Publisher Accuses Ad Agencies Of Routinely Taking Bribes

Business Insider

Ad agencies who buy media on web sites routinely ask for unwarranted gifts, according to an anonymous publisher interviewed by Digiday.

Bribes, kickbacks, gift-giving, rebates and volume discount schemes are a common part of how deals in advertising get done. Yet few in the business are willing to admit it on the record. We've covered a number of cases -- at Aegis's Posterscope unit and at Walmart, to name two -- but the media is usually disinterested in the issue.

Digiday's source, however,is plainly sick of the way ad buyers ask publishers to sprinkle a little sugar on their offers. Here's what he or she said:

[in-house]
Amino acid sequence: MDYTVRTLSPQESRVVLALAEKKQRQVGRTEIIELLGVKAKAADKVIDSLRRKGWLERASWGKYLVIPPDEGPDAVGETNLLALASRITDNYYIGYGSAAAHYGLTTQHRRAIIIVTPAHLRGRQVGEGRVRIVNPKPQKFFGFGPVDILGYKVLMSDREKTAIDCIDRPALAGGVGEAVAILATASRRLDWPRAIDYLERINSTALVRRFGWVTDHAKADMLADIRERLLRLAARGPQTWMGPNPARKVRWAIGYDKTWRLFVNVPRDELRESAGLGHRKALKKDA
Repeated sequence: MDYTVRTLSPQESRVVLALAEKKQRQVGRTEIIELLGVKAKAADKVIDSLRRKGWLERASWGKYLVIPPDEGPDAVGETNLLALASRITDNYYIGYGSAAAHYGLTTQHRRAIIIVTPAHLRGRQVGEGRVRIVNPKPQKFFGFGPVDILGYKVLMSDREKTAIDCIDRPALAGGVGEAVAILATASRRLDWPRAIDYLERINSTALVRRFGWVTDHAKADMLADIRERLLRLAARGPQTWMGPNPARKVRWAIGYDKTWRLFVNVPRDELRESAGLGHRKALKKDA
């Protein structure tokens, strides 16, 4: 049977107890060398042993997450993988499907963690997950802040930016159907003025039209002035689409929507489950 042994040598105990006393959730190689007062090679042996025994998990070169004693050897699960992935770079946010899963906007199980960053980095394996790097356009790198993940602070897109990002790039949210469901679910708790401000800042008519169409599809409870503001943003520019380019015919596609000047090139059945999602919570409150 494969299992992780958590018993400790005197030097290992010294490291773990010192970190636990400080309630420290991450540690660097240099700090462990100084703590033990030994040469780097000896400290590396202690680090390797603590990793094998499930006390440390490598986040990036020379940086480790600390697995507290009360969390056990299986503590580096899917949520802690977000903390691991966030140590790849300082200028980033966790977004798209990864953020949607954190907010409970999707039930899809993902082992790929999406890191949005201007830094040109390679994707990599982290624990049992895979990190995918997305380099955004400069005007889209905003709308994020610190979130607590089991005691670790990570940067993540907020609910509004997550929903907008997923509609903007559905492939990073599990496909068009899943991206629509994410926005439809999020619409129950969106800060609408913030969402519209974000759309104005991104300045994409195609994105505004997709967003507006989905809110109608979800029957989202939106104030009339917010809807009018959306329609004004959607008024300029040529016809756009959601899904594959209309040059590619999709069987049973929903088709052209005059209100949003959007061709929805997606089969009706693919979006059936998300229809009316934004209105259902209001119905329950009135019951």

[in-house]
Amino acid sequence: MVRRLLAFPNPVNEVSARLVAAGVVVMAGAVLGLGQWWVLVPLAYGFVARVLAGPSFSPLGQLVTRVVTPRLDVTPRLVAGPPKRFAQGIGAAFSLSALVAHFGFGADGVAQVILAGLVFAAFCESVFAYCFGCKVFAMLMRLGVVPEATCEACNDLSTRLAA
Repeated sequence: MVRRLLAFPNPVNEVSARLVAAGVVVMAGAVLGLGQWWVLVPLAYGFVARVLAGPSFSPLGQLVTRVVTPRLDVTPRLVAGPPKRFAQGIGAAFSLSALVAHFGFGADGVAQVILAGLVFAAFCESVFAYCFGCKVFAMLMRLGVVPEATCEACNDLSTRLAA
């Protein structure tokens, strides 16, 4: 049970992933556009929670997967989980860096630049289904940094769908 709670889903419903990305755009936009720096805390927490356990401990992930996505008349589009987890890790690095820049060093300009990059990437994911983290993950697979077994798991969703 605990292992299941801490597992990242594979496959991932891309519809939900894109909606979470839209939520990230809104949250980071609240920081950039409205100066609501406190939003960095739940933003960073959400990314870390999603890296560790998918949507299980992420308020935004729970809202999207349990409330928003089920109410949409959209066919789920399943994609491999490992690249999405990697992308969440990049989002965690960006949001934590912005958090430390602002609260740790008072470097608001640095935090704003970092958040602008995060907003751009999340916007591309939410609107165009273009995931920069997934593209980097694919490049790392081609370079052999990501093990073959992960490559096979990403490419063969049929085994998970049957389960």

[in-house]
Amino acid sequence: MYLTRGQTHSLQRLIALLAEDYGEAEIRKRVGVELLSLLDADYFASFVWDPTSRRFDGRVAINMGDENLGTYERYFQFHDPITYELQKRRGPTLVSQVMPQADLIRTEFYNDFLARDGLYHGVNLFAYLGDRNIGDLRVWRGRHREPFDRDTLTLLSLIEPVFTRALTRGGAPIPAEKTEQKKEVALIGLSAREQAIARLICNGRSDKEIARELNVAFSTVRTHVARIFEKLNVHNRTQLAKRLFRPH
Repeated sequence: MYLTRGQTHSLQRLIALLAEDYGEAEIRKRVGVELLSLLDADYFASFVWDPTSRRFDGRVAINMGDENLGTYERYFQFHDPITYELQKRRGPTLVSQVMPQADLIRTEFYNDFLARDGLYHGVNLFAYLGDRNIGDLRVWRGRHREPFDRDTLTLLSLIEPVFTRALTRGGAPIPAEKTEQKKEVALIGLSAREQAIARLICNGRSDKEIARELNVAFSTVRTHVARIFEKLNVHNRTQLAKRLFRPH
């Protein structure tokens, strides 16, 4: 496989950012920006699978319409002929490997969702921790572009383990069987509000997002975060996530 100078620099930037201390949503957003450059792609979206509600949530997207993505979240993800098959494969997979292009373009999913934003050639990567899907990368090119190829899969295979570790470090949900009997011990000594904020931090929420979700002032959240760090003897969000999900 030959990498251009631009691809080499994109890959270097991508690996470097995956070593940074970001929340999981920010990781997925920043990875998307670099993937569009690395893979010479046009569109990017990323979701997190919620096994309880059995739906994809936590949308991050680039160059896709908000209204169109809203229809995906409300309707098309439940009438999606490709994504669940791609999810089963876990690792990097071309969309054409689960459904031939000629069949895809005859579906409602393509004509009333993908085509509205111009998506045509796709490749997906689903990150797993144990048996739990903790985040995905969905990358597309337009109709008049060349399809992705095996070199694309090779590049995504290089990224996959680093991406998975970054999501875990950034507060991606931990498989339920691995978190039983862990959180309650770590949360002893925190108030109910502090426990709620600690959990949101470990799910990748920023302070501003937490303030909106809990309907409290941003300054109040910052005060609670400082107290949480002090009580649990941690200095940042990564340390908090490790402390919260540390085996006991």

It might be because they are lazy or ill-informed about the client’s business or mistreated by the client or all of the above, but it happens more than it should, and it’s a huge shame. ... the willingness to be bought (jeans parties, Southampton parties, concert tickets, whatever),

[Agency staff] don’t return calls, don’t give meaningful feedback, [arrive] late to meetings, [act] unprofessional, abuse relationships by asking for stuff that far exceeds reasonable T&E spending.

Here's some of our previous coverage of ad agency shenanigans:



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